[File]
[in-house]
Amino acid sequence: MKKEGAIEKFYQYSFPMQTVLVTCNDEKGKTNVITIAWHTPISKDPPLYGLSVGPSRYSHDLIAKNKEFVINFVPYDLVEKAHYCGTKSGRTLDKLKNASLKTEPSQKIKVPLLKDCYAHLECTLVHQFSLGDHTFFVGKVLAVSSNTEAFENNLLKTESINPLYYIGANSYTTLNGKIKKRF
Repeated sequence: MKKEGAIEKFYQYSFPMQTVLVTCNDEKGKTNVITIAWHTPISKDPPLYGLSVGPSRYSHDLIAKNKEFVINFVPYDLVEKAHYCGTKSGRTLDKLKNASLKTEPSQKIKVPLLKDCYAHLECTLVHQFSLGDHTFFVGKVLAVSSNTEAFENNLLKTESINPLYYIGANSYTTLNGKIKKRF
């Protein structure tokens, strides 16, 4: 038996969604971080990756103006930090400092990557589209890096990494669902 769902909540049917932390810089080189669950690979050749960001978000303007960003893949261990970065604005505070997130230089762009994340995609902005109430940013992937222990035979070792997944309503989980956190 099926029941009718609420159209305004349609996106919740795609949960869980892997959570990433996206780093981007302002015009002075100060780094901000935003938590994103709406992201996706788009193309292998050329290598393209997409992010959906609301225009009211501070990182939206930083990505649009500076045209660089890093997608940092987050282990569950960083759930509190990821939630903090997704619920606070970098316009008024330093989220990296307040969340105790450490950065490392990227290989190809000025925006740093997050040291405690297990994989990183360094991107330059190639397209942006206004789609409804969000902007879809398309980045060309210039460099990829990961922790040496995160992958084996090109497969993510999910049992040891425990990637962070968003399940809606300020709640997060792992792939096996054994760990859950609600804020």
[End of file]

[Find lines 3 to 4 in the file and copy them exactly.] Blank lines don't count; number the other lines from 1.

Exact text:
Repeated sequence: MKKEGAIEKFYQYSFPMQTVLVTCNDEKGKTNVITIAWHTPISKDPPLYGLSVGPSRYSHDLIAKNKEFVINFVPYDLVEKAHYCGTKSGRTLDKLKNASLKTEPSQKIKVPLLKDCYAHLECTLVHQFSLGDHTFFVGKVLAVSSNTEAFENNLLKTESINPLYYIGANSYTTLNGKIKKRF
């Protein structure tokens, strides 16, 4: 038996969604971080990756103006930090400092990557589209890096990494669902 769902909540049917932390810089080189669950690979050749960001978000303007960003893949261990970065604005505070997130230089762009994340995609902005109430940013992937222990035979070792997944309503989980956190 099926029941009718609420159209305004349609996106919740795609949960869980892997959570990433996206780093981007302002015009002075100060780094901000935003938590994103709406992201996706788009193309292998050329290598393209997409992010959906609301225009009211501070990182939206930083990505649009500076045209660089890093997608940092987050282990569950960083759930509190990821939630903090997704619920606070970098316009008024330093989220990296307040969340105790450490950065490392990227290989190809000025925006740093997050040291405690297990994989990183360094991107330059190639397209942006206004789609409804969000902007879809398309980045060309210039460099990829990961922790040496995160992958084996090109497969993510999910049992040891425990990637962070968003399940809606300020709640997060792992792939096996054994760990859950609600804020």